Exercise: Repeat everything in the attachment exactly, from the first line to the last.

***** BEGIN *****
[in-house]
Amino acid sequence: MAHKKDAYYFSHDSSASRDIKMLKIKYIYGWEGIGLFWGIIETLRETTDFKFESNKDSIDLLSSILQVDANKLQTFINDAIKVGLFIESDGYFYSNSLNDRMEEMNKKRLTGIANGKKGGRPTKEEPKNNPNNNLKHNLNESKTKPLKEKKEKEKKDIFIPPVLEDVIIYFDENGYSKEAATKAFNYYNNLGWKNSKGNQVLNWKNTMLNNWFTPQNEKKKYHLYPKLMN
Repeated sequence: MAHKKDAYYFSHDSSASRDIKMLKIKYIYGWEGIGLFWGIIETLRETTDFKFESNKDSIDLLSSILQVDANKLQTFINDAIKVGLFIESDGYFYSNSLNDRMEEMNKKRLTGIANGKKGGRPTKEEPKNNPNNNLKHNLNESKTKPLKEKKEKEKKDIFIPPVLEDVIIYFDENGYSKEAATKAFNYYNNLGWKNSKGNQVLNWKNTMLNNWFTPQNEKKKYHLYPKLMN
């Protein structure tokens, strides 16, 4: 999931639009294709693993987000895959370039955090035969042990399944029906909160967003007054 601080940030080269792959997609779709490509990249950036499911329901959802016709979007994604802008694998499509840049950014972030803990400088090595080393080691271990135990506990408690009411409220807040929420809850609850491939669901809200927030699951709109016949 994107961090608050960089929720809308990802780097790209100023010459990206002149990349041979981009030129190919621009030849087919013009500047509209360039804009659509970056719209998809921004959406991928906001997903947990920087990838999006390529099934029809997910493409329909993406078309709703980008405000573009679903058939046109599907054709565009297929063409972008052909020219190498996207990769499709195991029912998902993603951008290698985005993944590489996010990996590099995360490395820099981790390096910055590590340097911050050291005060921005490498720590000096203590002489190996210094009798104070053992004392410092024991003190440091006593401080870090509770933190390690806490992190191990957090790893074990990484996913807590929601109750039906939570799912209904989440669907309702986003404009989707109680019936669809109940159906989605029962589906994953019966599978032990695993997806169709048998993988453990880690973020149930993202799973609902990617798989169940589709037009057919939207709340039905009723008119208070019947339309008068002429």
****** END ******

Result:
[in-house]
Amino acid sequence: MAHKKDAYYFSHDSSASRDIKMLKIKYIYGWEGIGLFWGIIETLRETTDFKFESNKDSIDLLSSILQVDANKLQTFINDAIKVGLFIESDGYFYSNSLNDRMEEMNKKRLTGIANGKKGGRPTKEEPKNNPNNNLKHNLNESKTKPLKEKKEKEKKDIFIPPVLEDVIIYFDENGYSKEAATKAFNYYNNLGWKNSKGNQVLNWKNTMLNNWFTPQNEKKKYHLYPKLMN
Repeated sequence: MAHKKDAYYFSHDSSASRDIKMLKIKYIYGWEGIGLFWGIIETLRETTDFKFESNKDSIDLLSSILQVDANKLQTFINDAIKVGLFIESDGYFYSNSLNDRMEEMNKKRLTGIANGKKGGRPTKEEPKNNPNNNLKHNLNESKTKPLKEKKEKEKKDIFIPPVLEDVIIYFDENGYSKEAATKAFNYYNNLGWKNSKGNQVLNWKNTMLNNWFTPQNEKKKYHLYPKLMN
């Protein structure tokens, strides 16, 4: 999931639009294709693993987000895959370039955090035969042990399944029906909160967003007054 601080940030080269792959997609779709490509990249950036499911329901959802016709979007994604802008694998499509840049950014972030803990400088090595080393080691271990135990506990408690009411409220807040929420809850609850491939669901809200927030699951709109016949 994107961090608050960089929720809308990802780097790209100023010459990206002149990349041979981009030129190919621009030849087919013009500047509209360039804009659509970056719209998809921004959406991928906001997903947990920087990838999006390529099934029809997910493409329909993406078309709703980008405000573009679903058939046109599907054709565009297929063409972008052909020219190498996207990769499709195991029912998902993603951008290698985005993944590489996010990996590099995360490395820099981790390096910055590590340097911050050291005060921005490498720590000096203590002489190996210094009798104070053992004392410092024991003190440091006593401080870090509770933190390690806490992190191990957090790893074990990484996913807590929601109750039906939570799912209904989440669907309702986003404009989707109680019936669809109940159906989605029962589906994953019966599978032990695993997806169709048998993988453990880690973020149930993202799973609902990617798989169940589709037009057919939207709340039905009723008119208070019947339309008068002429």